Earn credit at your own pace through September 30, 2023 and continue to access your videos until September 29, 2030. See below for detailed information and learning outcomes.
This course package offers 26 CME following completion of an online test.
Video content for this Online Course will be available to view until September 29, 2030, which is ten years following the issuance date of this course. ARRS reserves the right to remove video content before the end of the ten year period. Video content that contradicts current science or misleads the viewer based on changes to accepted clinical practice may be removed on a case-by-case basis.
Learning Outcomes and Modules
After completing this course, the learner should be able to:
- Discuss the relative strengths of key imaging modalities (ultrasound, CT, MRI, angiography) and appropriately apply each in the diagnosis of vascular disease.
- Adapt the latest best practices to optimize the quality of vascular imaging for each modality in their own practices.
- Recognize manifestations of traumatic and nontraumatic vascular injury, atherosclerotic disease, chronic thromboembolism, mesenteric ischemia, vasculitis, and congenital vascular abnormalities.
- Apply vascular imaging for surgical and interventional planning, including TAVR, prostatic embolization, surgical free flaps, and aortic aneurysm.
- Describe the latest imaging innovations (including artificial intelligence, spectral CT, 4D flow, and contrast enhanced ultrasound) and utilize each to further improve diagnosis of vascular disease.
Module 1—Imaging Technique
- Unenhanced MR Angiography—M. Miyazaki
- Pediatric Techniques: Blood Pool Imaging and MR Lymphangiograms—S. Chan
- Duplex Ultrasound Technique: Peripheral Arteries and Veins—J. Jones
- Traumatic Vascular Injuries: An Emergency Radiologist's Perspective—C. Sandstrom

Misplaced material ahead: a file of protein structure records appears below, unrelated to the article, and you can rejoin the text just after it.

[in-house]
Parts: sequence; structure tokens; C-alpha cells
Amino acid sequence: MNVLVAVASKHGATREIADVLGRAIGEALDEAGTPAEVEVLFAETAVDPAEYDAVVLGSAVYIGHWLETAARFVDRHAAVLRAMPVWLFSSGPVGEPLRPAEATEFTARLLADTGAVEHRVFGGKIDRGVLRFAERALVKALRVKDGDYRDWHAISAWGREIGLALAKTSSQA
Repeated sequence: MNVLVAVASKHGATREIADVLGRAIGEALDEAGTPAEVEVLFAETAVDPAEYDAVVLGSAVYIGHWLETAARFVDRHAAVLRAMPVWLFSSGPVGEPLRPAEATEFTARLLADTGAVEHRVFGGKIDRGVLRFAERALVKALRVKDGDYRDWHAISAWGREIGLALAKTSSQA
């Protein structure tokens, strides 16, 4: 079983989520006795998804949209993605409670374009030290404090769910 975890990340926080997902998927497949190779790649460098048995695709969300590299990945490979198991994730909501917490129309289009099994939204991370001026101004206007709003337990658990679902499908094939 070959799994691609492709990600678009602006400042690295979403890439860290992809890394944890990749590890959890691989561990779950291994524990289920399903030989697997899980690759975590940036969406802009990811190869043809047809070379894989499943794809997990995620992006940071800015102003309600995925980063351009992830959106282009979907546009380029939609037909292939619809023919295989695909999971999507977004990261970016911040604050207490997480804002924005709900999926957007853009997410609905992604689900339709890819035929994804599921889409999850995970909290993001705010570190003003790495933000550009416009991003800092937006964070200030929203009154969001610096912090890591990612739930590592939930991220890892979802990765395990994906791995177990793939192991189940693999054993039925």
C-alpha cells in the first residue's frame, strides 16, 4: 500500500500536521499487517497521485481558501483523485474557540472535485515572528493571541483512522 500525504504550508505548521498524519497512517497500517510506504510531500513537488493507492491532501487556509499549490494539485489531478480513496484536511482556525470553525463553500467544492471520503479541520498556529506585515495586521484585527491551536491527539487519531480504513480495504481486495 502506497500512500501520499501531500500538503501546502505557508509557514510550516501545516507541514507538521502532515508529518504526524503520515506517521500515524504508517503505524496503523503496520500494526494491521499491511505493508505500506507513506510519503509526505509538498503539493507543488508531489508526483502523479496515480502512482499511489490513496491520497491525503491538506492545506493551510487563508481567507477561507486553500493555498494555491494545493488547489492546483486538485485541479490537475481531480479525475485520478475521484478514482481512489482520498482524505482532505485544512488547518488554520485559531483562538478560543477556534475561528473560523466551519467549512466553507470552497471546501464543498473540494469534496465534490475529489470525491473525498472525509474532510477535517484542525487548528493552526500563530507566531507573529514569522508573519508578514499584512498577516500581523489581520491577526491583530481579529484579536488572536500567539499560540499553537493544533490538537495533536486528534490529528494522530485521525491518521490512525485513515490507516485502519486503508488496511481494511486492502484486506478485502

- Traumatic Vascular Injuries: An Interventional Radiology Perspective—C. Ingraham
- Neurovascular Trauma—J. Allen
Module 3—Liver, Kidney, Pancreas
- Contemporary Imaging of Renovascular Disease—M. Goodenberger
- Imaging the Posttransplant Patient: What the Radiologist Needs to Know—M. Feldman
- Pancreatic Vascular Processes: Tumor, Inflammation and More—R. O’Malley
Module 4—Atherosclerotic Vascular Disease
- Head and Neck CT Angiography and MR Angiography—J. Leever
- Sonographic Evaluation of Carotid, Mesenteric, and Peripheral Arteries—M. Lockhart
- Imaging of Nontraumatic Aortic Conditions—G. Kicska
Module 5—Advanced Technologies
- Novel Techniques in Vascular CT: Spectral CT, 4D CT Angiography, and Computational Fluid Dynamics—D. Mastrodicasa
- Advanced MRI: MR Angiography, 4D Flow, and Oxygenation—P. Young
Module 6—Congenital Vascular
- Congenital Thoracic Vascular Anomalies—J. Stowell
- Pediatric Vascular Lesions—S. Josephs
- Congenital Neurovascular Anomalies—N. Madan
- Low-Flow and High-Flow Vascular Malformations—E. Monroe
Module 7—Pulmonary Vascular/Thromboembolic Disease
- Thrombotic Pulmonary Embolism: Pitfalls in Diagnosis—C. Walker
- Pulmonary Hypertension: An Approach—S. Digumarthy
- Current State of Endovascular Treatment of Venous Thromboembolism—P. Johnson
Module 8—Bowel and Beyond
- Prostatic Artery Embolization for Benign Prostatic Hyperplasia: What, Why, and How—A. Picel
- Vascular Considerations in the Female Pelvis—J. Robbins
Module 9—Aorta and TAVR
- CT for Percutaneous Valve Planning: Protocol Optimization—B. Ghoshhajra
- Imaging of Patients with Transcatheter Valves: Complications After Placement—K. Ordovas
- Imaging the Postsurgical Thoracic Aorta—D. Ocazionez
- Imaging for Sizing Transcatheter Valve Interventions—S. Zimmerman
Module 10—Subspecialty Vascular Imaging
- MR Lymphangiography—O. Kolokythas
- Interventional Vascular Imaging Techniques: Intravascular Ultrasound and CO2 Angiography—W. Sherk
- Preoperative Imaging for Flap Transfers: What Radiologists Need to Know—P. Liu
Or consider the stand-alone book.
ARRS is accredited by the Accreditation Council for Continuing Medical Education (ACCME) to provide continuing medical education activities for physicians.
The ARRS designates this enduring material for a maximum of 26.00 AMA PRA Category 1 Credits™. Physicians should claim only the credit commensurate with the extent of their participation in the activity.
View the ARRS Return Policy.